Further 2,500 street trees to be planted this winter
A further 2,500 street trees are set to be planted this winter as part of plans to tackle the climate crisis and rebuild a greener Hackney after the pandemic.
The rollout of the thousands of new trees began last month, marked by a tree planting ceremony on Flanders Way in Homerton.
The 2,500 trees are set to be planted across the borough, and form part of the Council’s commitment to plant over 5,000 new street trees between 2018 and 2022, alongside over 30,000 new trees and saplings in Hackney's parks and open spaces.
Representing one of the largest urban street tree planting programmes in the country, on-street tree canopy coverage is set to increase from 20 to 30%, helping to sequester carbon, filter air, mitigate local flooding by improving drainage, and cool streets during the hot weather that is becoming more prevalent as a result of climate change.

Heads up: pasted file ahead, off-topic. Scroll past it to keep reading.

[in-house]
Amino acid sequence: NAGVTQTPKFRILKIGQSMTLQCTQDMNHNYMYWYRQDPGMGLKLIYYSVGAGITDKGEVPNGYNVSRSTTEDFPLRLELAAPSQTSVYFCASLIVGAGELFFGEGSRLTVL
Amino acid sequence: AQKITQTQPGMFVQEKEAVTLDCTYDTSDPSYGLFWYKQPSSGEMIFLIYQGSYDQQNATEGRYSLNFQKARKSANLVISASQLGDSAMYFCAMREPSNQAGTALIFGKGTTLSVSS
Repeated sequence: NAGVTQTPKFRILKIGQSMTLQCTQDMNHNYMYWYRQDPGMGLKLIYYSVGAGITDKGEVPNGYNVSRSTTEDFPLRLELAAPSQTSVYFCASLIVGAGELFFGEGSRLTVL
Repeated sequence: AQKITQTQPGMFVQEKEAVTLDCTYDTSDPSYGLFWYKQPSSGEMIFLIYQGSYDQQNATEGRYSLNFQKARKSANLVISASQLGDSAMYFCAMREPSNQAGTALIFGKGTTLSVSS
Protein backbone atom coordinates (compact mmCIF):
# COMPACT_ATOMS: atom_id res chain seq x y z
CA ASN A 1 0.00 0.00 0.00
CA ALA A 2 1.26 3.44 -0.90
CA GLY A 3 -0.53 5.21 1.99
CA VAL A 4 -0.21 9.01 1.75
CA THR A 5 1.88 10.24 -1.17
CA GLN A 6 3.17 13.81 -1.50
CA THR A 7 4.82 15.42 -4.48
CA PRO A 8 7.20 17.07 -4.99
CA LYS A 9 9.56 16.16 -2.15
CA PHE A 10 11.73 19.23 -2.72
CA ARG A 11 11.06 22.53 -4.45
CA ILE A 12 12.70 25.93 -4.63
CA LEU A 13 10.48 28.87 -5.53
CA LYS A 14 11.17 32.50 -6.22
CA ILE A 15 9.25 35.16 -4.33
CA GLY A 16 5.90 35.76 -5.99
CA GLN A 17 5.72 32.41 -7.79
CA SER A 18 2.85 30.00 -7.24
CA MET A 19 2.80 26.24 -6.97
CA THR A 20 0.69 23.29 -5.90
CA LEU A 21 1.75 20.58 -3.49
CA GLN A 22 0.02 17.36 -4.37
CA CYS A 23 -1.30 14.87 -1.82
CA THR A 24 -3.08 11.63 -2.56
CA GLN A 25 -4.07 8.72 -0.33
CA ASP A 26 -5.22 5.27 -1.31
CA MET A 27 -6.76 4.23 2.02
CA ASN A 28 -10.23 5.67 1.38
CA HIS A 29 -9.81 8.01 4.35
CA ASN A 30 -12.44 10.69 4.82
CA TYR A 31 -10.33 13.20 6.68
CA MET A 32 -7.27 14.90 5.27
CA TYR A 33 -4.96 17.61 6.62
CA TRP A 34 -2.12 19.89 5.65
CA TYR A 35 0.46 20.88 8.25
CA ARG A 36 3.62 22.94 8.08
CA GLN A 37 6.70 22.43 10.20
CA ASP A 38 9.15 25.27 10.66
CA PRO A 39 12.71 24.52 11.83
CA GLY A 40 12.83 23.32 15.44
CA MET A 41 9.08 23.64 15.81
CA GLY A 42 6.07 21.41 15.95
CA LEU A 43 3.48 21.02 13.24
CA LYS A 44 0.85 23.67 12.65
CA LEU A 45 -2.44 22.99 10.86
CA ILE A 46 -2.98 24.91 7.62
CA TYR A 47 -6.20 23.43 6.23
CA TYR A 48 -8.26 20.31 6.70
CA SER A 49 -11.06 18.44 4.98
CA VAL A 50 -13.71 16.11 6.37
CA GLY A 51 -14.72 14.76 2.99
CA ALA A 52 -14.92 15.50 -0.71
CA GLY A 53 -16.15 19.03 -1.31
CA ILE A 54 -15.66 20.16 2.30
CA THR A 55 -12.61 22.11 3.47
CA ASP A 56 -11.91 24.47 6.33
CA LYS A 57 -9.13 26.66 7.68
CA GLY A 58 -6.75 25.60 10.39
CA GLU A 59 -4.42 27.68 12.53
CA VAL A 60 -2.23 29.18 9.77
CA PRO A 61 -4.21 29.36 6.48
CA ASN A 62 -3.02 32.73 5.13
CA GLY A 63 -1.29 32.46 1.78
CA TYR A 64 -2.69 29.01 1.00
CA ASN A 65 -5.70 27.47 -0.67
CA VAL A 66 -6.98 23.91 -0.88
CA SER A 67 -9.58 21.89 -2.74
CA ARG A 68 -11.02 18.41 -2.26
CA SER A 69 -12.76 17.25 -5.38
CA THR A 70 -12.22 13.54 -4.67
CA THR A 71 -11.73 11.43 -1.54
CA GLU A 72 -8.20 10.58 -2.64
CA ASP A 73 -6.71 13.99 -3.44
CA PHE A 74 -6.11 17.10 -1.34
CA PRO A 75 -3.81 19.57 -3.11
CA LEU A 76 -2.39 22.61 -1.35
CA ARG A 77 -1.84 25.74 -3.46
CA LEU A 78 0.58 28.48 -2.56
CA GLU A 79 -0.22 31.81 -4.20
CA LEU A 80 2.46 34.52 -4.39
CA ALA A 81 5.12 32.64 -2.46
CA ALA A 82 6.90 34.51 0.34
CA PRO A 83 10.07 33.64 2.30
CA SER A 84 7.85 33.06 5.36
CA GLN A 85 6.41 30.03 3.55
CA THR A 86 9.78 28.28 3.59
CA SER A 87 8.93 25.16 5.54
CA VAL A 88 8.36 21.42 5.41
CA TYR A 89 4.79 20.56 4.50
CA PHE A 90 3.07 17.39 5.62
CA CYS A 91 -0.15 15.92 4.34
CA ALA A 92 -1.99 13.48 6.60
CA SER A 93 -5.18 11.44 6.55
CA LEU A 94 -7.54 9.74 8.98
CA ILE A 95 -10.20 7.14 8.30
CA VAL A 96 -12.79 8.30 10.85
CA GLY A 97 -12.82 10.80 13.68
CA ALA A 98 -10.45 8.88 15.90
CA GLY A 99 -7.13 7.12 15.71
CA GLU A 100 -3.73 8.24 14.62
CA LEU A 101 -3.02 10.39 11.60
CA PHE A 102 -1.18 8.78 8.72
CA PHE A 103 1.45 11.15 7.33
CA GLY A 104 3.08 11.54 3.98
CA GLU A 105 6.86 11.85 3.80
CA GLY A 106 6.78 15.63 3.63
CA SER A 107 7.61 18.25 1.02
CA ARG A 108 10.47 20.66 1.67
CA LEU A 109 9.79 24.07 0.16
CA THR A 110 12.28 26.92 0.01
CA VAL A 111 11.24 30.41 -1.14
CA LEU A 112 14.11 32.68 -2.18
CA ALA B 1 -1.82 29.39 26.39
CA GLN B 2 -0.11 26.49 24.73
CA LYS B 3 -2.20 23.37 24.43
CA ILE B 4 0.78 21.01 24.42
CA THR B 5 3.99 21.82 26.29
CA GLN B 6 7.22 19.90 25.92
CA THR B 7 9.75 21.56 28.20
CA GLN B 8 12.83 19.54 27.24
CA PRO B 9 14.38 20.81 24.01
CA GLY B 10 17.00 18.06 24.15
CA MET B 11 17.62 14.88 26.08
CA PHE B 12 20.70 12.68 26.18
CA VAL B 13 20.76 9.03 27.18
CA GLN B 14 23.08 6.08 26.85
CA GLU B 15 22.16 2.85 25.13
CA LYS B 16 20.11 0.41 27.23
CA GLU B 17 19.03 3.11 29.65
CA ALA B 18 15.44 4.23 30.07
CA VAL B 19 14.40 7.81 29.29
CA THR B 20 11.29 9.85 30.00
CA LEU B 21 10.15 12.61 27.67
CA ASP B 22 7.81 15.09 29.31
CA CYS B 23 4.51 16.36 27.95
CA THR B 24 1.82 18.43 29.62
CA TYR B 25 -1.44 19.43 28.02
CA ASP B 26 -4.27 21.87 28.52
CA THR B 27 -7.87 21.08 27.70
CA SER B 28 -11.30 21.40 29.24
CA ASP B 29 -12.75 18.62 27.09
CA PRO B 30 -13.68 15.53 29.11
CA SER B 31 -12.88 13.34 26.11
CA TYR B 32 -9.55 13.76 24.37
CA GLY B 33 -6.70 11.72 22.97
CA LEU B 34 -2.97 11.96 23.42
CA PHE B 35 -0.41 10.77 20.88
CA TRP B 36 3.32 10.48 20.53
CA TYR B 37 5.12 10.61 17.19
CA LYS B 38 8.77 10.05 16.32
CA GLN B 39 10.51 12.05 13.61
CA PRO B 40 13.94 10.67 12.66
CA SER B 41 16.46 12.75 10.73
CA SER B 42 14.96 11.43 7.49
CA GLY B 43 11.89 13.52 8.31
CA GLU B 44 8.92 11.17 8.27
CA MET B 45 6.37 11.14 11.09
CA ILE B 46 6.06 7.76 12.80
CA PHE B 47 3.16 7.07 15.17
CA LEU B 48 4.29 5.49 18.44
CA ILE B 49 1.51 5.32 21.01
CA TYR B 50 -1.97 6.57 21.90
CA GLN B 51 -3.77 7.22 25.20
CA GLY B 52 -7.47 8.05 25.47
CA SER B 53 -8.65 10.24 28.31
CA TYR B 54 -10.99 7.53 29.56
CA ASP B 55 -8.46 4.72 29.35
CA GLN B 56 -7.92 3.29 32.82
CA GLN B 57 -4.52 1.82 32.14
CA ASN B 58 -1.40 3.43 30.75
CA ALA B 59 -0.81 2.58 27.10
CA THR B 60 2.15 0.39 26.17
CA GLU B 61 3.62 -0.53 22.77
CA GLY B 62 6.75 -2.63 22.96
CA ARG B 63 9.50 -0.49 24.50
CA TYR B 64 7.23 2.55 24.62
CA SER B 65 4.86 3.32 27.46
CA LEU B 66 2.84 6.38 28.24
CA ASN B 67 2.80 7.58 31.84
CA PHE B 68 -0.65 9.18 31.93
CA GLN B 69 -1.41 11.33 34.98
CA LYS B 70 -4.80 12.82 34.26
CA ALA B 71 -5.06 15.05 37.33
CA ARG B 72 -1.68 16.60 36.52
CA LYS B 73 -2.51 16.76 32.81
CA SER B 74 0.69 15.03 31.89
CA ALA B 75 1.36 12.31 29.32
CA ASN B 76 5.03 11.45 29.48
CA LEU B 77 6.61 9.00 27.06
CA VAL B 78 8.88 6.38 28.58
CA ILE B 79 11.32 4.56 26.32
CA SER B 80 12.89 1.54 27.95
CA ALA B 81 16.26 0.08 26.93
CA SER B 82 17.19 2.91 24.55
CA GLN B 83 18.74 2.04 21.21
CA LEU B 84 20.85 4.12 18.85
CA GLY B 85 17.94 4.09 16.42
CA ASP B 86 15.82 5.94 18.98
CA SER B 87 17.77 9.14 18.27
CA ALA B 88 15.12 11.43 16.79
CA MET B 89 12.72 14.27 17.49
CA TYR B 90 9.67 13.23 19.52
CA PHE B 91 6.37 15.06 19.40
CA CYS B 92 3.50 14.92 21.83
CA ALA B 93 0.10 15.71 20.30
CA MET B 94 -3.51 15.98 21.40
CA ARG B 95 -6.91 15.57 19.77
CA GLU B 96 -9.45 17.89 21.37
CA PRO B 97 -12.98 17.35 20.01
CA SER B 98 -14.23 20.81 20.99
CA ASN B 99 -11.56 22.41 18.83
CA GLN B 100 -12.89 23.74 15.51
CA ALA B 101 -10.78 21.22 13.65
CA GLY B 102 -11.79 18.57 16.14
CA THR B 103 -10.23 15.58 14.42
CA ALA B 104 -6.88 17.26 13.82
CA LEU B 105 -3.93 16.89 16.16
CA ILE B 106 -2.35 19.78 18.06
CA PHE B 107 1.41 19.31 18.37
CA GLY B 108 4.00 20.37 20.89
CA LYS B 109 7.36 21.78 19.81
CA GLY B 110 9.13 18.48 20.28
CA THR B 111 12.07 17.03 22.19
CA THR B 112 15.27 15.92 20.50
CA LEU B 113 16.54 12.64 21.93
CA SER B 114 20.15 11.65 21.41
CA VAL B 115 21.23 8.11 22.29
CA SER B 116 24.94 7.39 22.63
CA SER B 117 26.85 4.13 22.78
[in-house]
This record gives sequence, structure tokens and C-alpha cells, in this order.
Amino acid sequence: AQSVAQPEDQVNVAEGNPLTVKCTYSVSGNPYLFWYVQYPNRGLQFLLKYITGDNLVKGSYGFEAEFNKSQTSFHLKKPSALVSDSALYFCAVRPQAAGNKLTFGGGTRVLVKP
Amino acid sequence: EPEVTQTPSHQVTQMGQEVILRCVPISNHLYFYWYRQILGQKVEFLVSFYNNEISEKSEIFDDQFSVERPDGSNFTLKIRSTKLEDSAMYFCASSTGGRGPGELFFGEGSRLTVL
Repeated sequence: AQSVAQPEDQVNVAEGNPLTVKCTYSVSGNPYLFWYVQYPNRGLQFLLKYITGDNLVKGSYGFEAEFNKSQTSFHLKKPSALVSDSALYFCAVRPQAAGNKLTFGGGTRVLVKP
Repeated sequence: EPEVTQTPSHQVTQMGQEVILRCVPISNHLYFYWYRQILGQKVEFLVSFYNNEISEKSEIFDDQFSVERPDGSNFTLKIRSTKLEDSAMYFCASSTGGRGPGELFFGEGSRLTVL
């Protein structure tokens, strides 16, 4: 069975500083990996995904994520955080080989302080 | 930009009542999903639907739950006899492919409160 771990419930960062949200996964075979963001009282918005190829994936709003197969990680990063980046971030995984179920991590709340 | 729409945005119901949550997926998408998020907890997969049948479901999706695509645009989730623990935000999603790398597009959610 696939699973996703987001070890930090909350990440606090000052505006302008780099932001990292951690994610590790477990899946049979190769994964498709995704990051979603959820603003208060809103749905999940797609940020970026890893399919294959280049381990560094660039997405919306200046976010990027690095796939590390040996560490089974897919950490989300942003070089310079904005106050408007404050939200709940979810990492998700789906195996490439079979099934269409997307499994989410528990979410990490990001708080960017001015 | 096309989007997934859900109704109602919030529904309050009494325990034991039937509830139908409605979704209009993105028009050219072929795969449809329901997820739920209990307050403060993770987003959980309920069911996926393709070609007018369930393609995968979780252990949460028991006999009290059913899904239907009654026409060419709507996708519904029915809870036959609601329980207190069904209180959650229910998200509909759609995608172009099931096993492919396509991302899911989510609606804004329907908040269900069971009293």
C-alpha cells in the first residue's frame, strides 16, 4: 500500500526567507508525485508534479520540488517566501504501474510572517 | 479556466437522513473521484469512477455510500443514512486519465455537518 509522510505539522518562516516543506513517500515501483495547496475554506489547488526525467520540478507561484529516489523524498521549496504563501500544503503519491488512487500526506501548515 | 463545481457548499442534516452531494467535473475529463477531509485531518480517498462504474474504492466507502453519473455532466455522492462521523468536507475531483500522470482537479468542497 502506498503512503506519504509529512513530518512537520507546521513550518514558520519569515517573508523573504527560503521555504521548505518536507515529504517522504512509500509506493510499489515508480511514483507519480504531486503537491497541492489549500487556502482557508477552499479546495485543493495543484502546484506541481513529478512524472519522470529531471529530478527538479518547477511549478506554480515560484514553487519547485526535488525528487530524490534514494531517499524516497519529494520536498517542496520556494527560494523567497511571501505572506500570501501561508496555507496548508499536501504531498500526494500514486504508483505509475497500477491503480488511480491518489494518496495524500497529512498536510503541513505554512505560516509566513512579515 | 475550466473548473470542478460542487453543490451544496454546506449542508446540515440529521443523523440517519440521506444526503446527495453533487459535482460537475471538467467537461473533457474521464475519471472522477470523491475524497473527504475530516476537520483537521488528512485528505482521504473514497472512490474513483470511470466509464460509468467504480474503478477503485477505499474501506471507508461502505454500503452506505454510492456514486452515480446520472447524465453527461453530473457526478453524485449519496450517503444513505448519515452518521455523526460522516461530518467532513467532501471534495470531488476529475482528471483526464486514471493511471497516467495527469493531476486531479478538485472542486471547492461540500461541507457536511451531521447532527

The seven new trees in Flanders Way were planted by the Council’s street tree team and its highways contractor Marlborough Highways, with the Mayor of Hackney, cabinet members and local councillors joining officers to plant the final tree. They were chosen to provide year-round interest and improve biodiversity and include:
- Betula ermanii (Holland) - Erman's Birch - a heat tolerant birch, with heart shaped bright green leaves in the spring and summer, which turn yellow in the autumn.
- Lagerstroemia indica (Sarah's Favorite) - Crape Myrtle. It has smooth bark and mottled grey, pink and dark green leaves that turn flame red in autumn. Blooms of flowers are borne in late summer.
- Sorbus commixta (Olympic Flame) - Chinese Scarlet Rowan. Also known as Dodong, this tree originates from Japan and turns a stunning orange red in autumn. It is upright in form, has flowers in the spring and orange berries in the autumn which is great for biodiversity.
- Pyrus calleryana Chanticleer - Ornamental Pear named after the cockerel in Chaucer's Canterbury Tales. It has wonderful autumn colours of reds and orange, and white flowers in the spring for pollinators.
The Council plants a variety of species on streets in order to future-proof its planting by building-in diversity and resilience to a changing climate.